In 2015, I was expecting my first baby. At 28 weeks, I spent five hours walking the aisles of what was then known as Babies’R’Us.

It was a gigantic baby store filled with hundreds of items! I used this time to read about as many products as I could to better understand why a baby needed so much stuff! Well, come to find out products for babies and toddlers are as varied as those for adults. There are at least six brands for each item you want to purchase.

As you prepare your registry, you begin to feel the weight of this new responsibility in choosing safe products for your child. Buying new comes with a quality assumption—this should work as designed. Family and friends are eager to pass along a “gently used” car seat, stroller, or baby crib. How can you ensure what you use is safe?

Check with the Experts

Do you notice how often there are recalls of infant and toddler foods and products? If not, this is a good time to become more aware of the frequency. A recall occurs when the government and/or the manufacturer removes a product from being sold in the market because it may pose a risk of serious harm. In addition to the recall, the manufacturer often offers a way to either get your money back or provide an alternate product or remedy.

Thankfully, safety recalls don’t expire. Each year, more than 100 children’s products are recalled. If you’re curious about whether an item you own has ever been recalled, you can look it up at the Consumer Product Safety Commission ( and sign up for email alerts.

Your Partners in Children’s Product Safety

There are several agencies that notify the public about product recalls, including the National Highway Traffic Safety Administration (NHTSA), the Food and Drug Administration (FDA), and the US Consumer Product Safety Commission (CPSC). These organizations also provide safety tips and information to keep your children safe.

NHSTA – Road and Travel Safety

The NHTSA is responsible for keeping people safe on America’s roadways. In addition to car seat safety, this agency offers tips and information about the dangers of traveling in a vehicle; these include:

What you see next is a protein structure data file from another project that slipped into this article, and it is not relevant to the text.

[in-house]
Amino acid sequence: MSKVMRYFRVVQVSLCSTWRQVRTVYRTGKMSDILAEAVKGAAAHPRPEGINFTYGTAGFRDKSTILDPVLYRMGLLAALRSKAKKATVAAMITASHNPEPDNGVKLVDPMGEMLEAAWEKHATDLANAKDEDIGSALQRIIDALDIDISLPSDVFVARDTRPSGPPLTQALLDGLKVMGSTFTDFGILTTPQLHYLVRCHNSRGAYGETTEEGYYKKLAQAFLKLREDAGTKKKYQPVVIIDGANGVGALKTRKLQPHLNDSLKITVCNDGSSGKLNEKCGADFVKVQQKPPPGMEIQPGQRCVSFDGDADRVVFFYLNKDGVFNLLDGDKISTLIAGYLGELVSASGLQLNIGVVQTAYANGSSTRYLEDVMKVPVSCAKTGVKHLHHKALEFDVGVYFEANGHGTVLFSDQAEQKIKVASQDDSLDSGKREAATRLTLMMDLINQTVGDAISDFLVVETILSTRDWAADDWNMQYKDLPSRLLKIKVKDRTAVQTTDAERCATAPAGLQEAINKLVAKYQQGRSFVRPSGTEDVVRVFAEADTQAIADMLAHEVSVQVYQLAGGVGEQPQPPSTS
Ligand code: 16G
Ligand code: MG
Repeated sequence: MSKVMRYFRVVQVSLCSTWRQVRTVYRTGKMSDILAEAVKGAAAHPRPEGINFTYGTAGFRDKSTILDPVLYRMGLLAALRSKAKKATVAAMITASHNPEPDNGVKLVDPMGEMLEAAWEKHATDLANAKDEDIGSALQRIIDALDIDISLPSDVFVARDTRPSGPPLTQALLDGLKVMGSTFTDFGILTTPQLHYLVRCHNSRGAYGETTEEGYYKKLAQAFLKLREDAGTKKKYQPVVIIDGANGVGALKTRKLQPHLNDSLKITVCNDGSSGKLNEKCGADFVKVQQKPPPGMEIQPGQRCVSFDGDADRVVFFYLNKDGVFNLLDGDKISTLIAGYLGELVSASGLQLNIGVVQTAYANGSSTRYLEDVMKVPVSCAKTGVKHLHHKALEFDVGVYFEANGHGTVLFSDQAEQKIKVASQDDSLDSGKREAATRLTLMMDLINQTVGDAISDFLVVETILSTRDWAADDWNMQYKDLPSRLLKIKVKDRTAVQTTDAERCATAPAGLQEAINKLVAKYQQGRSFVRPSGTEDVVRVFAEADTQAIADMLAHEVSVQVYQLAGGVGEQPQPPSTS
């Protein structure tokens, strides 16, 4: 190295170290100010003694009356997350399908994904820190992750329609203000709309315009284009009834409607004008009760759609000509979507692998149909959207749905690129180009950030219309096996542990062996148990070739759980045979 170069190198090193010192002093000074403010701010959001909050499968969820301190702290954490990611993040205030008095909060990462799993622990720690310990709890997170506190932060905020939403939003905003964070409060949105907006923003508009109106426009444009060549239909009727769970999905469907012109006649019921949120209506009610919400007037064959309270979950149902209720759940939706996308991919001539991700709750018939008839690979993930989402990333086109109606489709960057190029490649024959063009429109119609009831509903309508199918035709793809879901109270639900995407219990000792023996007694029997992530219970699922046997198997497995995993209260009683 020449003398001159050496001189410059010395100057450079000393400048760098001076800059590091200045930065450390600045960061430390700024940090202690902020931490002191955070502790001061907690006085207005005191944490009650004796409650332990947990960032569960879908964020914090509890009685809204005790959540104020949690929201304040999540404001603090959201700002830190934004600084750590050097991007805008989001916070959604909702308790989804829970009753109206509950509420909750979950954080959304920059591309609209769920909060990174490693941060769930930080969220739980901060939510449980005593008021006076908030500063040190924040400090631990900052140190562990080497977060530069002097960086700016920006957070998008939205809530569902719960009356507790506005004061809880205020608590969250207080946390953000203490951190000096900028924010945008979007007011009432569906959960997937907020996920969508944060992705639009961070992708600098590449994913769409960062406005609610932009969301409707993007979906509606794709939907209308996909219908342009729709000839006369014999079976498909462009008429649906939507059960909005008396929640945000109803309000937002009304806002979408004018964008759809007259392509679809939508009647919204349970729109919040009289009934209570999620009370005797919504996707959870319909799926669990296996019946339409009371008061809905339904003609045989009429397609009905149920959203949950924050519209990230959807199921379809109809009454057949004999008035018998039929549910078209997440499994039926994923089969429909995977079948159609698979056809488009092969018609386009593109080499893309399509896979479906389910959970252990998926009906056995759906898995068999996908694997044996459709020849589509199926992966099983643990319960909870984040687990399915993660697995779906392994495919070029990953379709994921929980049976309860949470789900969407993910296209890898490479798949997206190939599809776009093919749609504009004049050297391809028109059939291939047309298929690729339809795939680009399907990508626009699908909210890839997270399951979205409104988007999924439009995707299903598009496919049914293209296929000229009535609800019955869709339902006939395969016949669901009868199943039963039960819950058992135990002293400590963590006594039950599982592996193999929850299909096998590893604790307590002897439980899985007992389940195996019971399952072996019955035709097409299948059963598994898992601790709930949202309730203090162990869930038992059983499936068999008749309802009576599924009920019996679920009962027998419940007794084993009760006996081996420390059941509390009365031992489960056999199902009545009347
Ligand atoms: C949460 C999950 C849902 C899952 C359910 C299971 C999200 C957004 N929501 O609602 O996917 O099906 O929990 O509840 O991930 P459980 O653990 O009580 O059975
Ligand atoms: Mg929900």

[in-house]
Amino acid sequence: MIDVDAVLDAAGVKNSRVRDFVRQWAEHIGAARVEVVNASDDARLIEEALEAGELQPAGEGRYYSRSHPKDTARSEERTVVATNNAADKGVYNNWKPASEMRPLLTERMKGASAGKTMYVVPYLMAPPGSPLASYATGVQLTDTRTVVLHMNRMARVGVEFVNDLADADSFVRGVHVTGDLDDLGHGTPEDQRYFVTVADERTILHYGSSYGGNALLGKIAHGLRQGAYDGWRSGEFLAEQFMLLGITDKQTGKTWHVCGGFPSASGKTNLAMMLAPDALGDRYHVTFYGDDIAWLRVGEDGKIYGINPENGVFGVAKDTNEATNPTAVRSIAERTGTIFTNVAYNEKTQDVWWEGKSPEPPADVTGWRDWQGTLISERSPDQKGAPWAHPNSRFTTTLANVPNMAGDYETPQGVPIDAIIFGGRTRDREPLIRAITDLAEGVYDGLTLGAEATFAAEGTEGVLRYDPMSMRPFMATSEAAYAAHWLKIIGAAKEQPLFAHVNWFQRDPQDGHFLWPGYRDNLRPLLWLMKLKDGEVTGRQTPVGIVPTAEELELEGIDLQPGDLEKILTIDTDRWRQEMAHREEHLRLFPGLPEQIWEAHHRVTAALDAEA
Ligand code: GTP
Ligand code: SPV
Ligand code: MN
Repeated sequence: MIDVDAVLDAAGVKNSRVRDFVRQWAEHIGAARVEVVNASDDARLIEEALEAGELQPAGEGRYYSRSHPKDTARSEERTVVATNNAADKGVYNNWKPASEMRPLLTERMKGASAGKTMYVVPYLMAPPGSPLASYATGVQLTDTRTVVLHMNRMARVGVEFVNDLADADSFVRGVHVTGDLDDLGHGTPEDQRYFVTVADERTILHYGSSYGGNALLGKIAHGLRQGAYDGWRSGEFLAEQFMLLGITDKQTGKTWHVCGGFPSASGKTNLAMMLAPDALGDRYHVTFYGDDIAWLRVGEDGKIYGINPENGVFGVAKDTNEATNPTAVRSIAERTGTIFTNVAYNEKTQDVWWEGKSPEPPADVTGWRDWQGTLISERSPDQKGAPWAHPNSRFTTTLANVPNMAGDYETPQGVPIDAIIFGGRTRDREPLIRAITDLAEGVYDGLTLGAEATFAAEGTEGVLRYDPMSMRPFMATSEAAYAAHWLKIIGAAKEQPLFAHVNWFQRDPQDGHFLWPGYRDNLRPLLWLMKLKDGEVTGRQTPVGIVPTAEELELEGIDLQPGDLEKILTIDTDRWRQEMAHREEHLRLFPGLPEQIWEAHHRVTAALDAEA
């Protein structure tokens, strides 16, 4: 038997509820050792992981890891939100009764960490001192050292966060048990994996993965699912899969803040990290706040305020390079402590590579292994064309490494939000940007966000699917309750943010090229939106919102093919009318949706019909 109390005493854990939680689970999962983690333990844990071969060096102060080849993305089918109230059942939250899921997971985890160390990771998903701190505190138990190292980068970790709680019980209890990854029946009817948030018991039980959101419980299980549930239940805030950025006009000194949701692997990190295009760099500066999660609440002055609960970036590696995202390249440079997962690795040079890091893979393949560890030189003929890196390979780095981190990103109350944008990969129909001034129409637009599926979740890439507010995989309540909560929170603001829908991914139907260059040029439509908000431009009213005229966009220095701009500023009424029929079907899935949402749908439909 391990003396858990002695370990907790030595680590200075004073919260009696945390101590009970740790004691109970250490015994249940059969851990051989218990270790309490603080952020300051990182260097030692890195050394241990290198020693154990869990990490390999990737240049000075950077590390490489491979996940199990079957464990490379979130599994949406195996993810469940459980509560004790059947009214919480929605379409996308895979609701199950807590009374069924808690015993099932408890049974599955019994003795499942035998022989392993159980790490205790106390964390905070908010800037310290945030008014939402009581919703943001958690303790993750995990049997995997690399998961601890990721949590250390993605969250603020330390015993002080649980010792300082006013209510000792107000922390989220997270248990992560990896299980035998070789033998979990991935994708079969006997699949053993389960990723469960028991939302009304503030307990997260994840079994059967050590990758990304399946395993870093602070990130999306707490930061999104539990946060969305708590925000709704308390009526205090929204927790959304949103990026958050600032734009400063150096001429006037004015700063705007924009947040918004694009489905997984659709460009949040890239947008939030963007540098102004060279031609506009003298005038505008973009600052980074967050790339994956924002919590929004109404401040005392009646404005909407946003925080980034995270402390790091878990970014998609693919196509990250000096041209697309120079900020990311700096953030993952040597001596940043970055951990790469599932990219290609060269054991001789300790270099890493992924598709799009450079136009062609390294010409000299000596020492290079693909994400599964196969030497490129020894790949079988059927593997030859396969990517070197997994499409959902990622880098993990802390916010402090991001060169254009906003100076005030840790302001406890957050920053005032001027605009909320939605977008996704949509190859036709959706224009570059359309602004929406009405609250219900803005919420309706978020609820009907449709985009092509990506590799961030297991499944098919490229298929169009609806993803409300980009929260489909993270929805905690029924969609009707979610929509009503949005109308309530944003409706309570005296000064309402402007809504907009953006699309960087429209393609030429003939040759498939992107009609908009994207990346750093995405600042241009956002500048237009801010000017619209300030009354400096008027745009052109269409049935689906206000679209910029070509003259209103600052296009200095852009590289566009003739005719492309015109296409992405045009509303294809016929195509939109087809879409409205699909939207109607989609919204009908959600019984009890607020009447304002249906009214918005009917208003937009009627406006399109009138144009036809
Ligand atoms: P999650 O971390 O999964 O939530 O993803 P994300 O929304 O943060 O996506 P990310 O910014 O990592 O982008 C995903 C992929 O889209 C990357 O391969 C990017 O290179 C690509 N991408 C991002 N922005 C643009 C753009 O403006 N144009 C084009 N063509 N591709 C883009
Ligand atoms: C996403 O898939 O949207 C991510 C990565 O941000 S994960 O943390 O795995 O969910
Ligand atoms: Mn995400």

• Heatstroke that can occur when an infant or child is left in a hot vehicle
  • Being run over when a vehicle is backing away from a driveway or parking space
  • Power windows, that may close on a child’s finger, wrist, or hand
  • Seat belt entanglement if the belt gets wrapped around a child’s head, neck, or waist
  • Trunk entrapment if the trunk is left open and unattended
  • Rollaway and rollover if a vehicle is not shifted into park

Always be on alert. Children should never be left alone in or around a vehicle.

FDA – Food and Medicine Safety

The FDA helps ensure food and medical products are safe when used by children and sets the standard for product labels that share information about any risks. This agency recognizes that a child’s body is developing and has unique needs. The FDA provides updates on products including:

  • Sunscreen
  • Vaccinations
  • Pain medications
  • E-liquids used in vape products
  • Hand sanitizer
  • Head lice
  • Infant formula
  • Epinephrine to treat severe allergic reactions
  • Tobacco

CPSC – Product Safety

The CPSC helps reduce injuries and deaths by developing standards for manufacturers and businesses, announcing recalls, and banning products if harmful to the public. They’re your partner in selecting products for your baby because they’re neutral and they don’t endorse specific brands. The CPSC oversees:

  • Playgrounds
  • Bicycles, e-bikes, e-scooters, and hoverboards
  • Toys and crafts
  • Fire safety and carbon monoxide devices
  • Magnets
  • Cribs and safe sleep
  • Pools
  • Clothes and accessories
  • Poison prevention
  • Window coverings
  • Outdoor recreation
  • Sports and fitness

I’m now a mother of three children and I try to be pretty smart about the products that I purchase for them and use on a daily basis. I read the instructions, keep the product manual, and register everything I can with the manufacturer. I’m vigilant and don’t let my guard down. If you suspect a product that you have been given or use with your child is a danger, reach out to any of these agencies to report the incident. Each of these agencies provides a way for consumers to sign up for recall and product alerts, as desired.

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Brea N. Onokpise, MPH, LCCE, MCHES®, is Associate Director of Publications at AWHONN and a Lamaze-certified childbirth educator in the Washington, DC area.

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